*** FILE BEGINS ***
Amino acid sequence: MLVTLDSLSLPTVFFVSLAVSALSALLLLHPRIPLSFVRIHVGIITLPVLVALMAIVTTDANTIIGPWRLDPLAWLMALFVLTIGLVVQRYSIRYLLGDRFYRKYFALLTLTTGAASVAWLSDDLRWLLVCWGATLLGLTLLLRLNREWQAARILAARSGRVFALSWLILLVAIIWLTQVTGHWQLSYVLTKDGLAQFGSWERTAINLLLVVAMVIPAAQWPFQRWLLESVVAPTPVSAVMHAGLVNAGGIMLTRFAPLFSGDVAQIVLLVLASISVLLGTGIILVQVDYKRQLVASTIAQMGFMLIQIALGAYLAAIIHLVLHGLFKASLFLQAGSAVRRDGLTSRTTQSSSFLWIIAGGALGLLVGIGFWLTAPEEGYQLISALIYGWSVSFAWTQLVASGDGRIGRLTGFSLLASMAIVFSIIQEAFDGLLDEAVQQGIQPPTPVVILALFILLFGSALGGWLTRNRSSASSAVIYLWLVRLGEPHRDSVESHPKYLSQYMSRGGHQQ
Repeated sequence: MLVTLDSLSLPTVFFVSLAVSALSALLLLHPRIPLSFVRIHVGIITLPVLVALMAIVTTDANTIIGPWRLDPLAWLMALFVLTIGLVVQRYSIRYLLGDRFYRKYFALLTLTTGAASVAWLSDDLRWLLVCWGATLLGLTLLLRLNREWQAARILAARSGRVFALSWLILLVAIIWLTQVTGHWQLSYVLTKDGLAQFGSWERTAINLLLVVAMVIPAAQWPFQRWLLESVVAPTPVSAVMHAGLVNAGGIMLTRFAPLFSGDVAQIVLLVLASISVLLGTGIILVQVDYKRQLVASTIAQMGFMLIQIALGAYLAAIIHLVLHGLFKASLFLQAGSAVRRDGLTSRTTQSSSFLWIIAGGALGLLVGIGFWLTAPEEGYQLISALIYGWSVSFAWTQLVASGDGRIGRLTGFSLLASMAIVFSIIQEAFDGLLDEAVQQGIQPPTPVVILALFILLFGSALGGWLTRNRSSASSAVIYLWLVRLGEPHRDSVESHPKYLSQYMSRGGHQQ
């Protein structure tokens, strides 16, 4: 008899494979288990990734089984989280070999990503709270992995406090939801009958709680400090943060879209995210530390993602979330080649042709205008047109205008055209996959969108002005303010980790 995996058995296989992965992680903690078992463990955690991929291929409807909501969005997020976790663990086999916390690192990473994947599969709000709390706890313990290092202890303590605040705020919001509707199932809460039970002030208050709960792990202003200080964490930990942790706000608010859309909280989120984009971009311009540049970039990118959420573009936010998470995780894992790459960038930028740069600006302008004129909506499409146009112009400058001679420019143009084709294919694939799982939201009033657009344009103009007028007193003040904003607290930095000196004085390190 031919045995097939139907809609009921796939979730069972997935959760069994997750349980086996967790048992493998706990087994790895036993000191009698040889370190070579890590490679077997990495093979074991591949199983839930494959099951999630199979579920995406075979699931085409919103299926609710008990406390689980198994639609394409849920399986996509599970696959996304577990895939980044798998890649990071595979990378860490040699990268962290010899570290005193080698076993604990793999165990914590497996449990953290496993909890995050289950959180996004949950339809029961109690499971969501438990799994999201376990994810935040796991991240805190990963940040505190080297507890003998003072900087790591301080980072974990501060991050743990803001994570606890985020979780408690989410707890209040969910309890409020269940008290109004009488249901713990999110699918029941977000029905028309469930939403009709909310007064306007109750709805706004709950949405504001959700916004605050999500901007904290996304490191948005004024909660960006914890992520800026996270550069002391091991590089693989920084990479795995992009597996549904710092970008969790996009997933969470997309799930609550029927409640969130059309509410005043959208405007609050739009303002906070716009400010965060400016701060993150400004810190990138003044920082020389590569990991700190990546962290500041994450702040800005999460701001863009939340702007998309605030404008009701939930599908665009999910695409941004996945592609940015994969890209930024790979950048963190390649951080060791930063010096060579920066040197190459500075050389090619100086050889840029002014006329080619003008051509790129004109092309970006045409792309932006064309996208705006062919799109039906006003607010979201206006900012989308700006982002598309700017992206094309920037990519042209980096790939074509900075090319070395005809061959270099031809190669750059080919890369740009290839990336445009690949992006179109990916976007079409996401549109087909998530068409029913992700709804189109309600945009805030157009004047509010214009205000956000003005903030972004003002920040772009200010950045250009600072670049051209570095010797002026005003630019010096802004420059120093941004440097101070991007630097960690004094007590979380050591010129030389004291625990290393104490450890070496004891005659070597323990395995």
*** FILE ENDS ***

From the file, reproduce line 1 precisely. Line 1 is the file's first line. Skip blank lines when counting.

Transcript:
Amino acid sequence: MLVTLDSLSLPTVFFVSLAVSALSALLLLHPRIPLSFVRIHVGIITLPVLVALMAIVTTDANTIIGPWRLDPLAWLMALFVLTIGLVVQRYSIRYLLGDRFYRKYFALLTLTTGAASVAWLSDDLRWLLVCWGATLLGLTLLLRLNREWQAARILAARSGRVFALSWLILLVAIIWLTQVTGHWQLSYVLTKDGLAQFGSWERTAINLLLVVAMVIPAAQWPFQRWLLESVVAPTPVSAVMHAGLVNAGGIMLTRFAPLFSGDVAQIVLLVLASISVLLGTGIILVQVDYKRQLVASTIAQMGFMLIQIALGAYLAAIIHLVLHGLFKASLFLQAGSAVRRDGLTSRTTQSSSFLWIIAGGALGLLVGIGFWLTAPEEGYQLISALIYGWSVSFAWTQLVASGDGRIGRLTGFSLLASMAIVFSIIQEAFDGLLDEAVQQGIQPPTPVVILALFILLFGSALGGWLTRNRSSASSAVIYLWLVRLGEPHRDSVESHPKYLSQYMSRGGHQQ